[Taxacom] [iczn-list] "nude" Coccinellid genera?
neale at bishopmuseum.org
Fri Mar 1 14:46:12 CST 2013
Those are all available names, Doug.
Here's the citation:
Miyatake, Mutsuo. 1994. Revisional studies on Asian genera of the subfamily Sticholotidinae (Coleoptera: Coccinellidae). Memoirs of the College of Agriculture, Ehime University 38(2). [Entomological Series No. 8], 223-293.
It's just one of the many Asian articles missed by Zoological Record in the mid to late 1990s and therefore thought to not exist.
On 3/1/13 9:27 AM, "Doug Yanega" <dyanega at ucr.edu<mailto:dyanega at ucr.edu>> scribbled the following tidbit:
I recieved an inquiry yesterday regarding a recent (2012) checklist
of the world genera of Coccinellidae, and was asked if I could
confirm the existence of several names included therein. One of them,
"Cladia Mulsant 1850", appears to be a typo for "Cladis", so that one
was easy - and two others I found in the Nomenclator Zoologicus. But
there are several names listed that have no author and/or no year
indicated, and appear to be nomina nuda; I can find no evidence
online that anyone has ever published their descriptions, and would
appreciate any confirmation anyone here might offer. Specifically:
This might seem to be a pretty trivial thing, except for two issues
this case raises, and aside from soliciting help from folks to see if
these names DO exist, I'd like to mention these issues:
(1) All four of these names have propagated online, and apparently
first appeared in Wikipedia and Wikispecies, added by someone who had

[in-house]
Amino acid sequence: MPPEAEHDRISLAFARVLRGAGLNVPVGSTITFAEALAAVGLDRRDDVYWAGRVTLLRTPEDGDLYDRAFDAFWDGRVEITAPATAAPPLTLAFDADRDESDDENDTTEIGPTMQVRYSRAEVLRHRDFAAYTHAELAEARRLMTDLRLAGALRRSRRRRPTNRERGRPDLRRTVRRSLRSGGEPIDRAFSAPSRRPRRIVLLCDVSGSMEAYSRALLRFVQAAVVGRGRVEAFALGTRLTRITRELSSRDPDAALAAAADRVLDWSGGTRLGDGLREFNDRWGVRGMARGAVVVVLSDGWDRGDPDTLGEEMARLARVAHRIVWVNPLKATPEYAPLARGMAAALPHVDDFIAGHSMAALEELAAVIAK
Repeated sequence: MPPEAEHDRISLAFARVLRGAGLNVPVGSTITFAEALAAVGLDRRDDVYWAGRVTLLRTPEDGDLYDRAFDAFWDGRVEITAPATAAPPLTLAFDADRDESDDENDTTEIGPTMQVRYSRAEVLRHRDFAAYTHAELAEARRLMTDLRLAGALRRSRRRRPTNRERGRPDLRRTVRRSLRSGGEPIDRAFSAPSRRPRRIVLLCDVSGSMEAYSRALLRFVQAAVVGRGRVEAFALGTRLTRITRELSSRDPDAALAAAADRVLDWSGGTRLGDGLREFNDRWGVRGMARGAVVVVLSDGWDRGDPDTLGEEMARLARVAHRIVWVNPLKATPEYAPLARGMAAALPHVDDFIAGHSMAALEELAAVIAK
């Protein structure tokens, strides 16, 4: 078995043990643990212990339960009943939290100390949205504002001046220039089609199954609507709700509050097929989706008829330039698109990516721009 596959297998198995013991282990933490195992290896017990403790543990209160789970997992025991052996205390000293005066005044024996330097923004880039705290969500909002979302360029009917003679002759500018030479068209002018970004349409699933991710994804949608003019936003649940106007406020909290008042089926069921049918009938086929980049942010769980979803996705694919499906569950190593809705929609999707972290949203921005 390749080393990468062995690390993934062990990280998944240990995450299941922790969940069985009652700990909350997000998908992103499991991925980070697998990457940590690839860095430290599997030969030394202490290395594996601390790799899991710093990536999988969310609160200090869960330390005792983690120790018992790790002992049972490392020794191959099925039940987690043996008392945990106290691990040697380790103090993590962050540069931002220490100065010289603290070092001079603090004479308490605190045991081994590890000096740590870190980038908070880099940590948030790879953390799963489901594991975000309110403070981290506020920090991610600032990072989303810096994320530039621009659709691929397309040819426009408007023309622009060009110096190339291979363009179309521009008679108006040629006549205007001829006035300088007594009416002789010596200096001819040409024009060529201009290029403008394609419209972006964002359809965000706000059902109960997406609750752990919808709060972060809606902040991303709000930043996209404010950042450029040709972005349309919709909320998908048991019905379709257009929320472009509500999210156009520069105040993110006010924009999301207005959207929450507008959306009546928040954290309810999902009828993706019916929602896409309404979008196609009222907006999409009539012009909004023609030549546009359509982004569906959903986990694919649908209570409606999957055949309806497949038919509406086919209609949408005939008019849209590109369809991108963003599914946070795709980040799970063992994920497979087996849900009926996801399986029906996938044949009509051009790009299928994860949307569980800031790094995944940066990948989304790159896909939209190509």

a copy of the 2012 checklist. Because they appear in those sources,
the names are spreading, and any one of them will now generate
several thousand hits on Google - not one of them indicating a place
where they were published.
(2) This is a BRAND NEW checklist, and these authors apparently
included names that they did not bother to confirm were genuine. How
can one justify publishing a checklist containing over 350 genera and
tribal names, all carefully researched and given with authors, years,
and synonymies, and then ALSO include a bunch that have (at worst)
never been published, or (at best) are presented without proper
citation? Should modern authors and editors not hold to higher
standards than those from the 1800's?
The combined effect is that in the Internet Era, what used to be a
tiny error that only maybe a dozen people in the world ever came
across, now can be spread worldwide and find its way into thousands
of virtual crevices from which it might never be extracted even if
someone comes along later and fixes it. I point this out as yet
another example showing the necessity of quality control in taxonomy,
and why some folks such as myself are pushing to make registration of
names mandatory in the future.
I also noticed, in this checklist, that some genera have been coined
using personal names, including "Robert", "Roger", "Nat", and
"Guillermo". While not prohibited by the Code, these examples
certainly dance along the edge of the rules, and - if nothing else -
consider how much fun they will be for anyone who wants to do a
Google search for them in the future. I actually do appreciate
scientific names that are playful and humorous, but naming a genus
"Robert" is doing no one any favors.
Doug Yanega Dept. of Entomology Entomology Research Museum
Univ. of California, Riverside, CA 92521-0314 skype: dyanega
phone: (951) 827-4315 (standard disclaimer: opinions are mine, not UCR's)
"There are some enterprises in which a careful disorderliness
is the true method" - Herman Melville, Moby Dick, Chap. 82
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